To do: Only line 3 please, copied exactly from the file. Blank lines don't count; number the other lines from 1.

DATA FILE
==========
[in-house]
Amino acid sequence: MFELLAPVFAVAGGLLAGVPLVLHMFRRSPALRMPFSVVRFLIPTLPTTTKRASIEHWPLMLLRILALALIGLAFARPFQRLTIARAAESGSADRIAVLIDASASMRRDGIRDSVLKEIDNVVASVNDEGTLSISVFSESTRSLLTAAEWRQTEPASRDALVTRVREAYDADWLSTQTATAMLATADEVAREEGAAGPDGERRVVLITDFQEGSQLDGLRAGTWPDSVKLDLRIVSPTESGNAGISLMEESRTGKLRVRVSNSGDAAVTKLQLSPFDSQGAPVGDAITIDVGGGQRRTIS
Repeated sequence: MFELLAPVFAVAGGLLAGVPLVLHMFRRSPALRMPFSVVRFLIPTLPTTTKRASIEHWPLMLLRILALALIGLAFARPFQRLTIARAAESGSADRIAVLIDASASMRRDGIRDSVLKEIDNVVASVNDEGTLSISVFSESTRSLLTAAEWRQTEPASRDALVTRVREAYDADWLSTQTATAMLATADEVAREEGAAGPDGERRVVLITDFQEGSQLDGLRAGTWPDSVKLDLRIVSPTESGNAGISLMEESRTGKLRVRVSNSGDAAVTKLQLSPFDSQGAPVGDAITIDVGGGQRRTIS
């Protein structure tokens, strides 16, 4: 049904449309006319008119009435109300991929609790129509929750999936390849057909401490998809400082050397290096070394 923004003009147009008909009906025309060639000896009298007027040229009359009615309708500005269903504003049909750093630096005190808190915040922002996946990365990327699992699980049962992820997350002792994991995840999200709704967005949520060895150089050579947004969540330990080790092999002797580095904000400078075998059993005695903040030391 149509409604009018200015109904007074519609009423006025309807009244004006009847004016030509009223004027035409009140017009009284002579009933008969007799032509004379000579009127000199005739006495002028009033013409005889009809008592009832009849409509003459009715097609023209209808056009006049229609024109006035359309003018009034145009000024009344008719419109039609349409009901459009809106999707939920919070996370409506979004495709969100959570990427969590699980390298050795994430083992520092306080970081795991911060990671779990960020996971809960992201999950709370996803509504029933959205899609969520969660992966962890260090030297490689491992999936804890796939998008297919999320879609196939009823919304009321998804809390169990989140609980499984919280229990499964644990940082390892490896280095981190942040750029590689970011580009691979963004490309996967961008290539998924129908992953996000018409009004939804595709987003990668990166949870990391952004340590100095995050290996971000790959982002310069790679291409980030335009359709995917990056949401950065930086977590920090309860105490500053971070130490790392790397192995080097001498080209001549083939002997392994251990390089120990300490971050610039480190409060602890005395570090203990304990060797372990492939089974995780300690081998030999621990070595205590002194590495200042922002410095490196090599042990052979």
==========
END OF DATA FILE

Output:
Repeated sequence: MFELLAPVFAVAGGLLAGVPLVLHMFRRSPALRMPFSVVRFLIPTLPTTTKRASIEHWPLMLLRILALALIGLAFARPFQRLTIARAAESGSADRIAVLIDASASMRRDGIRDSVLKEIDNVVASVNDEGTLSISVFSESTRSLLTAAEWRQTEPASRDALVTRVREAYDADWLSTQTATAMLATADEVAREEGAAGPDGERRVVLITDFQEGSQLDGLRAGTWPDSVKLDLRIVSPTESGNAGISLMEESRTGKLRVRVSNSGDAAVTKLQLSPFDSQGAPVGDAITIDVGGGQRRTIS